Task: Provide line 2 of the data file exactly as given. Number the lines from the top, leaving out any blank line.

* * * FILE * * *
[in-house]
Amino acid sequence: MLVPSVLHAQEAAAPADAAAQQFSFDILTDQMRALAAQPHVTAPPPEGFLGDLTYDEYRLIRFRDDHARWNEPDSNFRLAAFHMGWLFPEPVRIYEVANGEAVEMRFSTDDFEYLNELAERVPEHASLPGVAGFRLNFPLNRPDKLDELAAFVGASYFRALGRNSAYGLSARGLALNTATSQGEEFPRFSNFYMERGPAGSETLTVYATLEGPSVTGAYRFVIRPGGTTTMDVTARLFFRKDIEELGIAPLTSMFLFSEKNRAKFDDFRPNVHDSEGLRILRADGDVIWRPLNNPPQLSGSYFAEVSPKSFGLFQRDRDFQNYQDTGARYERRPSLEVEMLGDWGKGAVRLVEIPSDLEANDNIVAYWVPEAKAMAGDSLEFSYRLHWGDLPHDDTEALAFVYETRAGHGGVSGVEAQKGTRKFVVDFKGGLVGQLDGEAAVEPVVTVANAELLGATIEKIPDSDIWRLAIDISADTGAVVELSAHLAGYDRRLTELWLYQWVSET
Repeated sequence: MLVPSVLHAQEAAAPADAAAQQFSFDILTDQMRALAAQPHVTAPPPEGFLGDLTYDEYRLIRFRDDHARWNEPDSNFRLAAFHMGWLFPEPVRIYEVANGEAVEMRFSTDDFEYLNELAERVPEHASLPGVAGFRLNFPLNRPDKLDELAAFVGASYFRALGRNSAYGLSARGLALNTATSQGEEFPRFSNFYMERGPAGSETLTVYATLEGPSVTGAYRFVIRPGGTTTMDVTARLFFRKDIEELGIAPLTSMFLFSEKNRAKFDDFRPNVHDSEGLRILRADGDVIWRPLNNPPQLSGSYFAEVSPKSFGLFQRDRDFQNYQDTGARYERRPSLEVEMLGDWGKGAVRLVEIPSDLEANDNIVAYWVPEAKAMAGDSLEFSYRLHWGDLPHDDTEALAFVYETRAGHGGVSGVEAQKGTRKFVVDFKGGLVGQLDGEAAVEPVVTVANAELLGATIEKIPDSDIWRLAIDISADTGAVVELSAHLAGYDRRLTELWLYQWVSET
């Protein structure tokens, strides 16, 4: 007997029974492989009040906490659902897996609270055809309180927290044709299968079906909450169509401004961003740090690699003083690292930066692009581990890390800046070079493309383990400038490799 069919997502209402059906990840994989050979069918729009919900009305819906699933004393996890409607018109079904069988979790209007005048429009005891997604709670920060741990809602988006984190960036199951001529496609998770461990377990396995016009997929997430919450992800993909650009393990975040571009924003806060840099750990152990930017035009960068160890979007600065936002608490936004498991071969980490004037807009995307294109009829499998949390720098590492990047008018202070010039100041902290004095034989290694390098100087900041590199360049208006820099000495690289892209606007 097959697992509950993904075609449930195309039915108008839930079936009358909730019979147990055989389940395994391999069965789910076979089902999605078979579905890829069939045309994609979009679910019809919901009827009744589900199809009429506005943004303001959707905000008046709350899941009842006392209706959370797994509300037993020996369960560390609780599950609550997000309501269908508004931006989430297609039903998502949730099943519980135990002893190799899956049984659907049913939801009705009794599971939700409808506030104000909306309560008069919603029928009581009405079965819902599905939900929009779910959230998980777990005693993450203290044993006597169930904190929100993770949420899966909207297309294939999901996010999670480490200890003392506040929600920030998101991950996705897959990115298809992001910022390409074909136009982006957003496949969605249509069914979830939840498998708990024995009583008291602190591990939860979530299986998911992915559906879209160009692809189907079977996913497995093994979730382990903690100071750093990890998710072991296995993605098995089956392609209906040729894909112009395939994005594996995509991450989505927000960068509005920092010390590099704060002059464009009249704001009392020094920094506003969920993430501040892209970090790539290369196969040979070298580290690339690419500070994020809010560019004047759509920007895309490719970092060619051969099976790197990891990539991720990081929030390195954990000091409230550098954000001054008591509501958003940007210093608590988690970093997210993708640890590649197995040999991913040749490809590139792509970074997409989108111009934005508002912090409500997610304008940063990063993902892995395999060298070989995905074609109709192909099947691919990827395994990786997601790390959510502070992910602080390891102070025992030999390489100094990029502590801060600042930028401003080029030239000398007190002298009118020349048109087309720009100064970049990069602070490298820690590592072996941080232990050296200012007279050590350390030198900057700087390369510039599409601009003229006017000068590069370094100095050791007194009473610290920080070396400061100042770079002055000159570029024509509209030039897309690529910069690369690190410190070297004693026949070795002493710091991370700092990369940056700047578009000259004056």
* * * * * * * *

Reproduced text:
Amino acid sequence: MLVPSVLHAQEAAAPADAAAQQFSFDILTDQMRALAAQPHVTAPPPEGFLGDLTYDEYRLIRFRDDHARWNEPDSNFRLAAFHMGWLFPEPVRIYEVANGEAVEMRFSTDDFEYLNELAERVPEHASLPGVAGFRLNFPLNRPDKLDELAAFVGASYFRALGRNSAYGLSARGLALNTATSQGEEFPRFSNFYMERGPAGSETLTVYATLEGPSVTGAYRFVIRPGGTTTMDVTARLFFRKDIEELGIAPLTSMFLFSEKNRAKFDDFRPNVHDSEGLRILRADGDVIWRPLNNPPQLSGSYFAEVSPKSFGLFQRDRDFQNYQDTGARYERRPSLEVEMLGDWGKGAVRLVEIPSDLEANDNIVAYWVPEAKAMAGDSLEFSYRLHWGDLPHDDTEALAFVYETRAGHGGVSGVEAQKGTRKFVVDFKGGLVGQLDGEAAVEPVVTVANAELLGATIEKIPDSDIWRLAIDISADTGAVVELSAHLAGYDRRLTELWLYQWVSET